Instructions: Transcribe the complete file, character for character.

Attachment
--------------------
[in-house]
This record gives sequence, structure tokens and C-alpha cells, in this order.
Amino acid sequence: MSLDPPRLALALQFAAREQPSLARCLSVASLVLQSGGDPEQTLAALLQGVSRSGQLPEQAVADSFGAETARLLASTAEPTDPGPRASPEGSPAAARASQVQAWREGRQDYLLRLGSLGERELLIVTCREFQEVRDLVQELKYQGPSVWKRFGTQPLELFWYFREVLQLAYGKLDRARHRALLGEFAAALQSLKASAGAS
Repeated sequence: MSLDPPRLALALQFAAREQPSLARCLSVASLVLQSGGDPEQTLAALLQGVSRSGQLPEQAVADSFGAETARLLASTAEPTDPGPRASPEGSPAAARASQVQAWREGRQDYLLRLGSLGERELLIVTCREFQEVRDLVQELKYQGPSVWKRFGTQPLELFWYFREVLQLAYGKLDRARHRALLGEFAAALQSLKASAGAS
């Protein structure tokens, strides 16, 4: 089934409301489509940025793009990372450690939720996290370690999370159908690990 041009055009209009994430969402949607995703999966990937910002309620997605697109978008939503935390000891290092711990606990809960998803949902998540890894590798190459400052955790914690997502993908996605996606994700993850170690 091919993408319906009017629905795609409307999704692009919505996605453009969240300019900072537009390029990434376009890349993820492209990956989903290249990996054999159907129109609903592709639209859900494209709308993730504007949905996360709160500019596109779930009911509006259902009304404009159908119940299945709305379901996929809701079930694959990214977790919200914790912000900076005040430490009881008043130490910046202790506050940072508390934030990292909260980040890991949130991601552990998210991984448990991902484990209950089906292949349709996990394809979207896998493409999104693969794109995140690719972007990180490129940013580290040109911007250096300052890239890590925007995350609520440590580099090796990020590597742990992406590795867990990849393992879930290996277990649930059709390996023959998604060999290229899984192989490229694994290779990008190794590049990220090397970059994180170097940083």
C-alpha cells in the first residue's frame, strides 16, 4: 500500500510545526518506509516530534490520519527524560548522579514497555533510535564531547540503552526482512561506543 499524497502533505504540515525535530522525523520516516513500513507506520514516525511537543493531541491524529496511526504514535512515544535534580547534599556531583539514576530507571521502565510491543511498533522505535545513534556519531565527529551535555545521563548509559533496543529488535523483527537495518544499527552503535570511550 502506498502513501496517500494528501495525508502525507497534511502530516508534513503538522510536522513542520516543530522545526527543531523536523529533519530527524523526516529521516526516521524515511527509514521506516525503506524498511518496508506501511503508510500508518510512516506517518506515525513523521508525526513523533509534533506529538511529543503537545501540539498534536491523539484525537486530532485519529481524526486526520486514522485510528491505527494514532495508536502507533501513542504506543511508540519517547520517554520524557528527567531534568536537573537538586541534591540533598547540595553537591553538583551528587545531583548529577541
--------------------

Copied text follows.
[in-house]
This record gives sequence, structure tokens and C-alpha cells, in this order.
Amino acid sequence: MSLDPPRLALALQFAAREQPSLARCLSVASLVLQSGGDPEQTLAALLQGVSRSGQLPEQAVADSFGAETARLLASTAEPTDPGPRASPEGSPAAARASQVQAWREGRQDYLLRLGSLGERELLIVTCREFQEVRDLVQELKYQGPSVWKRFGTQPLELFWYFREVLQLAYGKLDRARHRALLGEFAAALQSLKASAGAS
Repeated sequence: MSLDPPRLALALQFAAREQPSLARCLSVASLVLQSGGDPEQTLAALLQGVSRSGQLPEQAVADSFGAETARLLASTAEPTDPGPRASPEGSPAAARASQVQAWREGRQDYLLRLGSLGERELLIVTCREFQEVRDLVQELKYQGPSVWKRFGTQPLELFWYFREVLQLAYGKLDRARHRALLGEFAAALQSLKASAGAS
């Protein structure tokens, strides 16, 4: 089934409301489509940025793009990372450690939720996290370690999370159908690990 041009055009209009994430969402949607995703999966990937910002309620997605697109978008939503935390000891290092711990606990809960998803949902998540890894590798190459400052955790914690997502993908996605996606994700993850170690 091919993408319906009017629905795609409307999704692009919505996605453009969240300019900072537009390029990434376009890349993820492209990956989903290249990996054999159907129109609903592709639209859900494209709308993730504007949905996360709160500019596109779930009911509006259902009304404009159908119940299945709305379901996929809701079930694959990214977790919200914790912000900076005040430490009881008043130490910046202790506050940072508390934030990292909260980040890991949130991601552990998210991984448990991902484990209950089906292949349709996990394809979207896998493409999104693969794109995140690719972007990180490129940013580290040109911007250096300052890239890590925007995350609520440590580099090796990020590597742990992406590795867990990849393992879930290996277990649930059709390996023959998604060999290229899984192989490229694994290779990008190794590049990220090397970059994180170097940083």
C-alpha cells in the first residue's frame, strides 16, 4: 500500500510545526518506509516530534490520519527524560548522579514497555533510535564531547540503552526482512561506543 499524497502533505504540515525535530522525523520516516513500513507506520514516525511537543493531541491524529496511526504514535512515544535534580547534599556531583539514576530507571521502565510491543511498533522505535545513534556519531565527529551535555545521563548509559533496543529488535523483527537495518544499527552503535570511550 502506498502513501496517500494528501495525508502525507497534511502530516508534513503538522510536522513542520516543530522545526527543531523536523529533519530527524523526516529521516526516521524515511527509514521506516525503506524498511518496508506501511503508510500508518510512516506517518506515525513523521508525526513523533509534533506529538511529543503537545501540539498534536491523539484525537486530532485519529481524526486526520486514522485510528491505527494514532495508536502507533501513542504506543511508540519517547520517554520524557528527567531534568536537573537538586541534591540533598547540595553537591553538583551528587545531583548529577541